Around the middle of October, The Walking Dead will make its return to the small screens for another season of zombie killing hijinks. When the show first came on the air, I was pretty dismissive of it and never really paid attention to it. My wife wasn’t really interested either so we didn’t end up watching the first four seasons when they aired originally.
Then about two years ago we’d kind of run out of TV to watch and our cable provider had the first four seasons available to be streamed so we figured we’d give it a shot. After the first two or three episodes, we were hooked. We binged the first four seasons and just as we were finishing the fifth season was kicking off.
Now we wouldn’t miss it.
Around midway through the second season, I came to this realization that the “walking dead” that the show’s title refers to aren’t the zombies at all, it’s the survivors. They are just lurching around from catastrophe to catastrophe barely surviving. Then in the mid-season finale of season six, the show’s lead character says the same thing, that his party are actually the real dead.
It was a pretty exciting moment for me because I am a simple individual who takes great pleasure in figuring out stuff like that in advance.
None of that’s the point though, so let’s move on.
One thing about the show that I find most interesting is the constant battle that all the characters face with altruism, mutual best interest and selfish motivations. In one episode you’ll find out heroes taking unbelievable personal risks to help out someone else then in the next episode they go to extreme lengths to exact selfish punishment.
Even the lead character, Rick Grimes is constantly conflicted. He is the leader of his group and he does everything he can to assure their mutual best interest. He does however occasionally put the entire group at risk to lash out at people not part of his group for revenge. At the same time, in the TV show at least (not in the comics) he is taking care of his dead wife’s baby, Judith who is probably not his biological daughter – the ultimate act of altruism.
The show is nuanced like that which is why I like it.
Interestingly, what made me think about this today was this morning I was explaining to my wife something that was happening with a business online that we partner with. There was a bit of a blowup about some actions they’ve taken that has really upset some of their long-term and best partners – the type of partners who always operate in a state of mutual best interest with this company.
My wife made the comment that this company behaves like they’re characters on The Walking Dead, just focusing purely on their own self-interest at all times.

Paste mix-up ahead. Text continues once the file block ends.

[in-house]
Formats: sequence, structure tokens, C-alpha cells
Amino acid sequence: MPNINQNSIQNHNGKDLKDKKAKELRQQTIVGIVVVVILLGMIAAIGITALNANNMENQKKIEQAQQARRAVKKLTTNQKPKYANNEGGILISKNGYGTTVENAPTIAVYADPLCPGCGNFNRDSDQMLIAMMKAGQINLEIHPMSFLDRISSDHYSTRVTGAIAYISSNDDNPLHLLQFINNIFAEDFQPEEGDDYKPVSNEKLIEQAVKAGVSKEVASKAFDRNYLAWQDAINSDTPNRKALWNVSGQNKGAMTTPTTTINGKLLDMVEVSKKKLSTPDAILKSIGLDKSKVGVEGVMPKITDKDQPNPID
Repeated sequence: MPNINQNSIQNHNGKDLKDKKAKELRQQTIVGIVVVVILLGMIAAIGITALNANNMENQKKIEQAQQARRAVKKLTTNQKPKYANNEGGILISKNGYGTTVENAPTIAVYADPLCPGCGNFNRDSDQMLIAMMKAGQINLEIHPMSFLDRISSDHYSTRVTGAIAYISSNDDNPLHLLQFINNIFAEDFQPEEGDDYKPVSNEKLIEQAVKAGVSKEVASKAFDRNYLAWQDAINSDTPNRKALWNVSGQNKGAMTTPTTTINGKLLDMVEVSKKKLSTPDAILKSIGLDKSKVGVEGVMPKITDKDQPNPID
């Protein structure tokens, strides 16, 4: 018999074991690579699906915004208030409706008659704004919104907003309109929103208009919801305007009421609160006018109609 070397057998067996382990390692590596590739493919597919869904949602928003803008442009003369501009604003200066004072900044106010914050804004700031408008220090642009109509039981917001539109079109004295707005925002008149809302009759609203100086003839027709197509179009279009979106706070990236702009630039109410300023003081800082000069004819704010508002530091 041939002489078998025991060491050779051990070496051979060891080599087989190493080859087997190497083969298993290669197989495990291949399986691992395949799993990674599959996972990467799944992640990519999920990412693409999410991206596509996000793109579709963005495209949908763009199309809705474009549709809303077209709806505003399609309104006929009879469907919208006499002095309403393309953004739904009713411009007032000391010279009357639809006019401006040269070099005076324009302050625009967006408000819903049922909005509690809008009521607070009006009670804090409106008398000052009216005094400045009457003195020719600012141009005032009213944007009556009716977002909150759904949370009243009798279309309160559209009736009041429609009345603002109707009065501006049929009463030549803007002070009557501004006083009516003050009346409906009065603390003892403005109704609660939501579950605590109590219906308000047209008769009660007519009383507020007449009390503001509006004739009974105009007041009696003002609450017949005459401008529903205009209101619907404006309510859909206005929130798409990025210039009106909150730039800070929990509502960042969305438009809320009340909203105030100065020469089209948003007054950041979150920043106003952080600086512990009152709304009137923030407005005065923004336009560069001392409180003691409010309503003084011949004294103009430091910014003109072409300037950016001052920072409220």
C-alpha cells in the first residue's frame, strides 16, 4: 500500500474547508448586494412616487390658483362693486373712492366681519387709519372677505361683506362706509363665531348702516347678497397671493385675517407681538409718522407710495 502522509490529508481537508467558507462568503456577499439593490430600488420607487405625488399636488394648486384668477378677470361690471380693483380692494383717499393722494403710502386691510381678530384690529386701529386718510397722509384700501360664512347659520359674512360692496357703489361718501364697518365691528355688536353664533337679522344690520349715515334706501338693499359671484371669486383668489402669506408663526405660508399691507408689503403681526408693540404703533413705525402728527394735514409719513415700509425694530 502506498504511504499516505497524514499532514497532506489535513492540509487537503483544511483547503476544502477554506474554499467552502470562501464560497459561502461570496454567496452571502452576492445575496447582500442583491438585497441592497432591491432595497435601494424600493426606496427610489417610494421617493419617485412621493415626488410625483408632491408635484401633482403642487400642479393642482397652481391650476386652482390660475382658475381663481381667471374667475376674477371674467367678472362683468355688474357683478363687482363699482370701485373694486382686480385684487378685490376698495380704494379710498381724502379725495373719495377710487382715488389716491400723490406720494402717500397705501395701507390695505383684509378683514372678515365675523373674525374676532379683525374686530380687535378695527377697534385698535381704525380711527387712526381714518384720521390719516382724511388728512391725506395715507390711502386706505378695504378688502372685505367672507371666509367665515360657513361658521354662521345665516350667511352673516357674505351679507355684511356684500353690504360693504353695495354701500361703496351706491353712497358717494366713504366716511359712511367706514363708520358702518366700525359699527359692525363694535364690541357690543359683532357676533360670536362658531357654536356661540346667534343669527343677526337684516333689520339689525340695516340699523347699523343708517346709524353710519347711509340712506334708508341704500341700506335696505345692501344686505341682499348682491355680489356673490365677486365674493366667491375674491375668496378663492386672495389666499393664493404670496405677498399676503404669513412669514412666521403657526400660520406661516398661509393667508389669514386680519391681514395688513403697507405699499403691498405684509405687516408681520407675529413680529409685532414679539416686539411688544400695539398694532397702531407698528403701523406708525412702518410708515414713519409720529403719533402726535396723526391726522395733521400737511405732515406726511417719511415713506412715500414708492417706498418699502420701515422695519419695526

It was so true!
When characters in the show make decisions that are purely selfish and could have a negative impact on other groups, there is always a point where they rationalize their decision and end up saying, “We have to do what’s best for us.” They put themselves at peace by justifying that what they are about to do is for the greater good and that really, this is the best possible situation.
But you can’t operate your business like that! Your business is not operating in the aftermath of a zombie apocalypse. Justifying outright self-interest and rationalizing your actions is not an appropriate way of behaving.
In fact, when everything in your business is motivated by pure self-interest you end up making terrible mistakes and you destroy trust with important external stakeholders.
What you don’t want to do is start by saying, “This is what I want. It’s good for my customers because it makes my business stronger and my partners will be better off if my business is more successful.” That’s selfish and often entire untrue – in fact, it’s staggering how often lacking in basic self-awareness businesses are. They think that what’s good for them is good for everyone around them BECAUSE it’s good for them.
They have no ability to differentiate between their best interest and everyone else’s.
The key to being successful in your business is to be customer-centric and considerate of your business partners. When you make decisions, you do so through the lens of, “Does this help or hurt my customer? Do my partners end up better or worse off out of this?”
Nobody is saying that you should be utterly altruistic and lose money so that your partners and customers are infinitely better off at your expense. The point I’m trying to make is that you need to ground your business in the idea of mutual best interest. Find ways to do things that work for everyone involved as much as possible.
You’re not in The Walking Dead… Be a good human first and foremost so that you can run a healthy, sustainable, ethical and successful business.